When now-Supreme Court Justice Samuel Alito faced a Senate confirmation vote in 2006, Sen. Dianne Feinstein, D-Calif., had no qualms about rejecting Alito simply because she did not agree with him. "If one is pro-choice in this day and age, in this structure, one can't vote for Judge Alito," Feinstein declared.
Feinstein went even further. When Republicans argued that simple fairness demanded a full floor vote on Alito, Feinstein, like Sen. Barbara Boxer, D-Calif., and then-Sen. Barack Obama, D-Ill., supported the use of the filibuster to prevent it. They tried, but failed to prevent a majority-rules vote.
Now that Democrats are in power, judicial philosophy doesn't matter. Before a Senate Judiciary Committee hearing on the confirmation of UC Berkeley Law Professor Goodwin Liu to the Ninth Circuit Court of Appeals, Feinstein complained to The Chronicle's Bob Egelko that Liu's critics were all "attack, attack, attack," which seemed unfair, as Liu is "exemplary."
So here is the conundrum, in two parts. Should Democrats, who have happily rejected Republican presidents' judicial nominees on philosophical grounds, complain when Republicans do the same to the Democrats' picks?
The answer is: No, but it's not as if you can stop them. And should Republicans stick to the "let a conservative pick a conservative, and then let the full Senate vote" standard when a liberal is the president and Democrats rule the Senate?
Yes, but that doesn't mean Repubs have to throw rose petals at Liu's feet. The standard I would suggest is a low bar -- that the GOP treat Liu better than he treated Alito and now-Chief Justice John Roberts who, Liu argued, were too extreme for the Big Bench.
Liu's criticism of four Alito decisions upholding capital punishment cases -- only one of which prevailed -- showed that Liu wrongly jumped "to a conclusion of racism," according to Kent Scheidegger of the Criminal Justice Legal Foundation. Scheidegger believes that if Liu becomes an appellate judge, he would overrule death penalty convictions given any excuse, no matter how far-fetched.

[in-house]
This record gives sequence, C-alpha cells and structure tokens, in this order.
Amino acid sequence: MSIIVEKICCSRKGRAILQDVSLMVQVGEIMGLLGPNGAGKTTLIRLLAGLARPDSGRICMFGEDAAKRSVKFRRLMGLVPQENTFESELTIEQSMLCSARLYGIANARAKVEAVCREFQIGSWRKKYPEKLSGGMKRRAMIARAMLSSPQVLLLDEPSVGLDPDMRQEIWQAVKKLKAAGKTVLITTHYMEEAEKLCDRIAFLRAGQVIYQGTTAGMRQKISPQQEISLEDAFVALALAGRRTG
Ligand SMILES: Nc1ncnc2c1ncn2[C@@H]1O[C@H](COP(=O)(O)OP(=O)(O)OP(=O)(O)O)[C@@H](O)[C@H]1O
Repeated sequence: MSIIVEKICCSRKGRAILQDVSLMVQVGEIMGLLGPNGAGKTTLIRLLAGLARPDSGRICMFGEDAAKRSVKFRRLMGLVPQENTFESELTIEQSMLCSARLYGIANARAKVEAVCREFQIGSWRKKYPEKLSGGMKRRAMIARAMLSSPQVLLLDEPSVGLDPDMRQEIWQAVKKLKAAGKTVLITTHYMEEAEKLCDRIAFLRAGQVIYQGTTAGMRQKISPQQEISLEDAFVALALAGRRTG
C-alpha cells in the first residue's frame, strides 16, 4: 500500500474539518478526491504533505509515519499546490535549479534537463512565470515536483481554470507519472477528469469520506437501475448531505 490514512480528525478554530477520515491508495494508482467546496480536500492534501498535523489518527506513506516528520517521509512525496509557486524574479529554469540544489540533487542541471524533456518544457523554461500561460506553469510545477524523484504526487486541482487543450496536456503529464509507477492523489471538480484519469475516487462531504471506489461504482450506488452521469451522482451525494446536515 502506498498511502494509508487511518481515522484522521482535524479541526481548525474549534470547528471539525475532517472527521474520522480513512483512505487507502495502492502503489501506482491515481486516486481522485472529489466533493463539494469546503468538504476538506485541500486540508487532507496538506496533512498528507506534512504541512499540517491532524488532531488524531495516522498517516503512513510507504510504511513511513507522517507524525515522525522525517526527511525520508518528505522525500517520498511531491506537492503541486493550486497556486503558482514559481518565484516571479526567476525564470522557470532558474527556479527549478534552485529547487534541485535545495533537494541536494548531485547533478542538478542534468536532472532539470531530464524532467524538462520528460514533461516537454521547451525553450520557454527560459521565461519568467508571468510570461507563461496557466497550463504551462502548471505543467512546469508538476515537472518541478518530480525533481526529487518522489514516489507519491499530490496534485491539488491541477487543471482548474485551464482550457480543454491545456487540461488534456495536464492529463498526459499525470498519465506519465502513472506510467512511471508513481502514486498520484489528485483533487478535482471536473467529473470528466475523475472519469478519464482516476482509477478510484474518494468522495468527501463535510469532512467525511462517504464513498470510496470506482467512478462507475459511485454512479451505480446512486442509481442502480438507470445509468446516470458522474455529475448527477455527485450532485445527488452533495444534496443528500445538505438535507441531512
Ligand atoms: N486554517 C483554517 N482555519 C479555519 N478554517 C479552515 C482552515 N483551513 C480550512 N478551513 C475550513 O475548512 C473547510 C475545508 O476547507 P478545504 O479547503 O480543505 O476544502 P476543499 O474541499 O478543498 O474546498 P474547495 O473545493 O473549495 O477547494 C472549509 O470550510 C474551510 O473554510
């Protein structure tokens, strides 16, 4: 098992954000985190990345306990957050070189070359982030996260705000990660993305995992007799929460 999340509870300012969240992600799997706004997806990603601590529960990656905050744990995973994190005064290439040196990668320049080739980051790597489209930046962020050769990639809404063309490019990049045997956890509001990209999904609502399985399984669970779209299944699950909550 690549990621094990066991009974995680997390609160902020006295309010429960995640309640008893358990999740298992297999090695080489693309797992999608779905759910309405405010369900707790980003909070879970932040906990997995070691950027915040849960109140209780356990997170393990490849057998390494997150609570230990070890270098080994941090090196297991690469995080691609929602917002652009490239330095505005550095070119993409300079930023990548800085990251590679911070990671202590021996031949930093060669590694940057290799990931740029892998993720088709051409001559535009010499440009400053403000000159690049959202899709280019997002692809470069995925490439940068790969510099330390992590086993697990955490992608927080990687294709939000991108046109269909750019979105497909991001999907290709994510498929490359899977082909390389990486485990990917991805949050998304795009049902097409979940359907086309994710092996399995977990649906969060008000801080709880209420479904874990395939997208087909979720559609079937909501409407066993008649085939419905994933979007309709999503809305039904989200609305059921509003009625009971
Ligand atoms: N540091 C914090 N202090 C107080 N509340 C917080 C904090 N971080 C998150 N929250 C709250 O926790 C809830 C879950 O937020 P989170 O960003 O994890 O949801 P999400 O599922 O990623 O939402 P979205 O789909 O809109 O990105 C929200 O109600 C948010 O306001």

At the hearing, Liu told Sen. Jeff Sessions, R-Ala., "I have no opposition to the death penalty. I've never written anything questioning its morality or constitutionality. I would have no problem enforcing the law as written in this area." Liu also admitted that his language on Alito was "perhaps unnecessarily flowery." Flowery?Conservatives cite a Stanford Law Review article, "Rethinking Constitutional Welfare Rights," to argue Liu may find a court-mandated fundamental right to shelter, subsistence, health care and more. Yet the article -- I read it so you don't have to -- noted that lawmakers must act first. To wit: "we cannot hope to change our law without first doing the hard work of changing our politics." Good.
Minnesota law professor Richard Painter, who served as Bush's chief ethics lawyer, concluded, "There are real left-wingers in academia. He's not one of them."
Liu recognizes that legislators, not judges, write laws that create entitlement benefits; then in their "interstitial role," courts can identify and interpret criteria -- a view Liu calls "conservative." But he leaves open a door to mischief.
In citing areas where the bench "can legitimately foster evolution of welfare rights," he refers to "California's antiquated and inequitable system of school finance." I felt the cold brace of another pricey Ninth-Circuit-Court-acting-as-Sacramento decision.
UC Berkeley Law Professor Jesse Choper told me, "I do believe that he will make an honest attempt to figure out what the circuit (court) precedent or the Supreme Court precedent is."
I buy that. But what happens when the precedent is insufficient? What about the precedents for overturning well-deserved capital sentences, for which the Ninth Circuit is infamous? This may well be a case of right man/wrong court.
Now, do the math. Barring a bonehead misstep that that won't happen, Liu has the votes to pass out of the Judiciary Committee, then a Senate floor vote. Only a filibuster can stop him.
Scheidegger argued for the filibuster. "The Republicans have to take the position that they can't unilaterally disarm, as much as they don't like the filibuster," he said. And: "If one side uses it and the other side doesn't, we're going to end up skewing the courts in one direction."
But a filibuster cannot and should not happen. It would take all but one of 41 GOP senators to sustain a filibuster. Too many Republicans have argued passionately against that trick to change course now.
Painter found the filibuster option "really unacceptable. I'm just not willing to say the Republicans should do the same thing. It gets circular, and they (the Democrats) will do it when we want to get our people in."
And the day that the Republicans will want to get their people in may come sooner than expected.